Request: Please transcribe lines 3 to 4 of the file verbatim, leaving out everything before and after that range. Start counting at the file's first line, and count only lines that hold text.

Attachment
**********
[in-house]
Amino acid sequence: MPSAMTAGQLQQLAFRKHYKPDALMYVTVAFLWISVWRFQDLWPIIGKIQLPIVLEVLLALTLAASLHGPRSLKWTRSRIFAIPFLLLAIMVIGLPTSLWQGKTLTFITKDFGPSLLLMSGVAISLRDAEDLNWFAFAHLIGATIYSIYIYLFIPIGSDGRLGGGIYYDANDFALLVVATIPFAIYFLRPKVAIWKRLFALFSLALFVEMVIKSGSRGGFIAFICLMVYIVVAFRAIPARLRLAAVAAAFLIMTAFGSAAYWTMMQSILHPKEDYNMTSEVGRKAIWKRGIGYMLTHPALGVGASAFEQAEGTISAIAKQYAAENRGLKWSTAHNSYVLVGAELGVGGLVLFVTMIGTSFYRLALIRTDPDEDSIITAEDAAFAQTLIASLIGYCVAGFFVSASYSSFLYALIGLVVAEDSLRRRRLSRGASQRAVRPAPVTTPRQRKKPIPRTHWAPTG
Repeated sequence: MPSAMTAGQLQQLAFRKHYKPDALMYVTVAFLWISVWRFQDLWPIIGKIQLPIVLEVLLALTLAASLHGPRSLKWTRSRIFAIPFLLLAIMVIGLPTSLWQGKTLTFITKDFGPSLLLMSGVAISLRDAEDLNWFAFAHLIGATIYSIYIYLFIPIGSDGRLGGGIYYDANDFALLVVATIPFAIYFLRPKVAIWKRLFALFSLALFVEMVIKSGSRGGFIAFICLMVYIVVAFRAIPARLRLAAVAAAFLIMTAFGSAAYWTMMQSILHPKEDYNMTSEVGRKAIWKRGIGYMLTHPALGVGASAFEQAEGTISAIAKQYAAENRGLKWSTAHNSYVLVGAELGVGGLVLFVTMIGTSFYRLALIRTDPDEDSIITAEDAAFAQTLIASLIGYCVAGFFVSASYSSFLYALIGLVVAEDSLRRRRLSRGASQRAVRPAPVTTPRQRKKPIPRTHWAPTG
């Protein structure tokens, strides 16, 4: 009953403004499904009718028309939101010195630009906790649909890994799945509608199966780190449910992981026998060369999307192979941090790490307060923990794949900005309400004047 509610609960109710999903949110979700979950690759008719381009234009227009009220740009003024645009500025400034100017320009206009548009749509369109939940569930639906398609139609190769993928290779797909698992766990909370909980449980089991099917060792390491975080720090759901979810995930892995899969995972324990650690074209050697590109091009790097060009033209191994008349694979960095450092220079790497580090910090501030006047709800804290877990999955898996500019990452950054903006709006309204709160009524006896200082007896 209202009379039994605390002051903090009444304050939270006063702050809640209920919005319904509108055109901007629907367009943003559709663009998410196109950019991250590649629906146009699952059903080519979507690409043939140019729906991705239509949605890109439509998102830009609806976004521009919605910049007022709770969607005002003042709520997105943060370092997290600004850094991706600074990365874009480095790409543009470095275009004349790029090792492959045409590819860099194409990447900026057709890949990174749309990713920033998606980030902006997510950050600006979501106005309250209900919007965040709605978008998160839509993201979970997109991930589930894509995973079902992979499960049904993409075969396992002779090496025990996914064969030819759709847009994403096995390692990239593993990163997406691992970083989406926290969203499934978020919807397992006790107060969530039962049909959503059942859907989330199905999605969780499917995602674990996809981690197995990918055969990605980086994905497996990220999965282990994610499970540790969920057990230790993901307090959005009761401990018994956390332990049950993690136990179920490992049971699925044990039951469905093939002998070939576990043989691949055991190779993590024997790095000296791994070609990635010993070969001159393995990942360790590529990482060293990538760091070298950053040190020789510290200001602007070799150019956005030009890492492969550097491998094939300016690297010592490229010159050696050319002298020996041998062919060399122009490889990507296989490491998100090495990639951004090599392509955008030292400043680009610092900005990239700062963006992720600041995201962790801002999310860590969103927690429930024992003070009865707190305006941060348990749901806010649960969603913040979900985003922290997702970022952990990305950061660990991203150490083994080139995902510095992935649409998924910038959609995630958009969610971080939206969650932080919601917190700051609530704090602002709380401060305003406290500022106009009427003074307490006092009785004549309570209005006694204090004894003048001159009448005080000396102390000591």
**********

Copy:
Repeated sequence: MPSAMTAGQLQQLAFRKHYKPDALMYVTVAFLWISVWRFQDLWPIIGKIQLPIVLEVLLALTLAASLHGPRSLKWTRSRIFAIPFLLLAIMVIGLPTSLWQGKTLTFITKDFGPSLLLMSGVAISLRDAEDLNWFAFAHLIGATIYSIYIYLFIPIGSDGRLGGGIYYDANDFALLVVATIPFAIYFLRPKVAIWKRLFALFSLALFVEMVIKSGSRGGFIAFICLMVYIVVAFRAIPARLRLAAVAAAFLIMTAFGSAAYWTMMQSILHPKEDYNMTSEVGRKAIWKRGIGYMLTHPALGVGASAFEQAEGTISAIAKQYAAENRGLKWSTAHNSYVLVGAELGVGGLVLFVTMIGTSFYRLALIRTDPDEDSIITAEDAAFAQTLIASLIGYCVAGFFVSASYSSFLYALIGLVVAEDSLRRRRLSRGASQRAVRPAPVTTPRQRKKPIPRTHWAPTG
């Protein structure tokens, strides 16, 4: 009953403004499904009718028309939101010195630009906790649909890994799945509608199966780190449910992981026998060369999307192979941090790490307060923990794949900005309400004047 509610609960109710999903949110979700979950690759008719381009234009227009009220740009003024645009500025400034100017320009206009548009749509369109939940569930639906398609139609190769993928290779797909698992766990909370909980449980089991099917060792390491975080720090759901979810995930892995899969995972324990650690074209050697590109091009790097060009033209191994008349694979960095450092220079790497580090910090501030006047709800804290877990999955898996500019990452950054903006709006309204709160009524006896200082007896 209202009379039994605390002051903090009444304050939270006063702050809640209920919005319904509108055109901007629907367009943003559709663009998410196109950019991250590649629906146009699952059903080519979507690409043939140019729906991705239509949605890109439509998102830009609806976004521009919605910049007022709770969607005002003042709520997105943060370092997290600004850094991706600074990365874009480095790409543009470095275009004349790029090792492959045409590819860099194409990447900026057709890949990174749309990713920033998606980030902006997510950050600006979501106005309250209900919007965040709605978008998160839509993201979970997109991930589930894509995973079902992979499960049904993409075969396992002779090496025990996914064969030819759709847009994403096995390692990239593993990163997406691992970083989406926290969203499934978020919807397992006790107060969530039962049909959503059942859907989330199905999605969780499917995602674990996809981690197995990918055969990605980086994905497996990220999965282990994610499970540790969920057990230790993901307090959005009761401990018994956390332990049950993690136990179920490992049971699925044990039951469905093939002998070939576990043989691949055991190779993590024997790095000296791994070609990635010993070969001159393995990942360790590529990482060293990538760091070298950053040190020789510290200001602007070799150019956005030009890492492969550097491998094939300016690297010592490229010159050696050319002298020996041998062919060399122009490889990507296989490491998100090495990639951004090599392509955008030292400043680009610092900005990239700062963006992720600041995201962790801002999310860590969103927690429930024992003070009865707190305006941060348990749901806010649960969603913040979900985003922290997702970022952990990305950061660990991203150490083994080139995902510095992935649409998924910038959609995630958009969610971080939206969650932080919601917190700051609530704090602002709380401060305003406290500022106009009427003074307490006092009785004549309570209005006694204090004894003048001159009448005080000396102390000591």